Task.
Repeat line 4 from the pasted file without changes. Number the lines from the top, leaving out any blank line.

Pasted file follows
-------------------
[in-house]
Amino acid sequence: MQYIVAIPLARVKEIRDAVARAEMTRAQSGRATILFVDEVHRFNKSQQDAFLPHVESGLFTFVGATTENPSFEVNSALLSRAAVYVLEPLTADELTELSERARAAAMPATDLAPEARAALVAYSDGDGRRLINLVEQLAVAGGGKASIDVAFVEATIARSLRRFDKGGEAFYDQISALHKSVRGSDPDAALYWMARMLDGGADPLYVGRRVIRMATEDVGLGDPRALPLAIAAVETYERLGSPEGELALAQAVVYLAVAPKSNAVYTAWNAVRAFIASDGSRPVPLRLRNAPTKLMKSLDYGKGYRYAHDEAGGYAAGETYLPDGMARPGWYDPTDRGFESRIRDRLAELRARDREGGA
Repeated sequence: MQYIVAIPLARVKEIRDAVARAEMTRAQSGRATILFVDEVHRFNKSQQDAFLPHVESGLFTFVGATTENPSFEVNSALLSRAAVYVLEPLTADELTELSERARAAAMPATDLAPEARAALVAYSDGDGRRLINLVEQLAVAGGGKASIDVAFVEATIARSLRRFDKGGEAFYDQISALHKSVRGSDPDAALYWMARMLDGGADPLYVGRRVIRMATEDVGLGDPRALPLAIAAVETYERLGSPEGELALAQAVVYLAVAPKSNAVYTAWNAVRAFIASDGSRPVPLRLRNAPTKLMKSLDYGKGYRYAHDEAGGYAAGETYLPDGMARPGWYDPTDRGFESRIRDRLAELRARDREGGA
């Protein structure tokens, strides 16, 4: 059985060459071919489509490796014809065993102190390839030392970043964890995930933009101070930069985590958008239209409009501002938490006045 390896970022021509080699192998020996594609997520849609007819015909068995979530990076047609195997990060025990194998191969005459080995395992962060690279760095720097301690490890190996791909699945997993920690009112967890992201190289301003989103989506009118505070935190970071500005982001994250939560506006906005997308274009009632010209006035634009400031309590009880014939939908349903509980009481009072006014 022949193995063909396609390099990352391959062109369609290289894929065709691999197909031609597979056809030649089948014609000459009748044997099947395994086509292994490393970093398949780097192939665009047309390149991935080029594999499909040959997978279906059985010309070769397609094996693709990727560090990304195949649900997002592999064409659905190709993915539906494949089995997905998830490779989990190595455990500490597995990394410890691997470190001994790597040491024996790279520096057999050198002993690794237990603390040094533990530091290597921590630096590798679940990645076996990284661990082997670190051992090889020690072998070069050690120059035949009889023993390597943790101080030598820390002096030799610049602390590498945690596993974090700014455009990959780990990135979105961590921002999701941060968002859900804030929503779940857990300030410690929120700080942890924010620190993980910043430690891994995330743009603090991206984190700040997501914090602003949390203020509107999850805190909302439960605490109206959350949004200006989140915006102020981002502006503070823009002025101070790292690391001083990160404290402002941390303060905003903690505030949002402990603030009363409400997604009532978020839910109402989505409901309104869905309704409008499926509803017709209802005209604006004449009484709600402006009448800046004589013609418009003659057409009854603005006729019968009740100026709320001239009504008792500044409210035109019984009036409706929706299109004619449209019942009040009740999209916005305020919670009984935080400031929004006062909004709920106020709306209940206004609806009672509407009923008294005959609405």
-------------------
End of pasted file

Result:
């Protein structure tokens, strides 16, 4: 059985060459071919489509490796014809065993102190390839030392970043964890995930933009101070930069985590958008239209409009501002938490006045 390896970022021509080699192998020996594609997520849609007819015909068995979530990076047609195997990060025990194998191969005459080995395992962060690279760095720097301690490890190996791909699945997993920690009112967890992201190289301003989103989506009118505070935190970071500005982001994250939560506006906005997308274009009632010209006035634009400031309590009880014939939908349903509980009481009072006014 022949193995063909396609390099990352391959062109369609290289894929065709691999197909031609597979056809030649089948014609000459009748044997099947395994086509292994490393970093398949780097192939665009047309390149991935080029594999499909040959997978279906059985010309070769397609094996693709990727560090990304195949649900997002592999064409659905190709993915539906494949089995997905998830490779989990190595455990500490597995990394410890691997470190001994790597040491024996790279520096057999050198002993690794237990603390040094533990530091290597921590630096590798679940990645076996990284661990082997670190051992090889020690072998070069050690120059035949009889023993390597943790101080030598820390002096030799610049602390590498945690596993974090700014455009990959780990990135979105961590921002999701941060968002859900804030929503779940857990300030410690929120700080942890924010620190993980910043430690891994995330743009603090991206984190700040997501914090602003949390203020509107999850805190909302439960605490109206959350949004200006989140915006102020981002502006503070823009002025101070790292690391001083990160404290402002941390303060905003903690505030949002402990603030009363409400997604009532978020839910109402989505409901309104869905309704409008499926509803017709209802005209604006004449009484709600402006009448800046004589013609418009003659057409009854603005006729019968009740100026709320001239009504008792500044409210035109019984009036409706929706299109004619449209019942009040009740999209916005305020919670009984935080400031929004006062909004709920106020709306209940206004609806009672509407009923008294005959609405």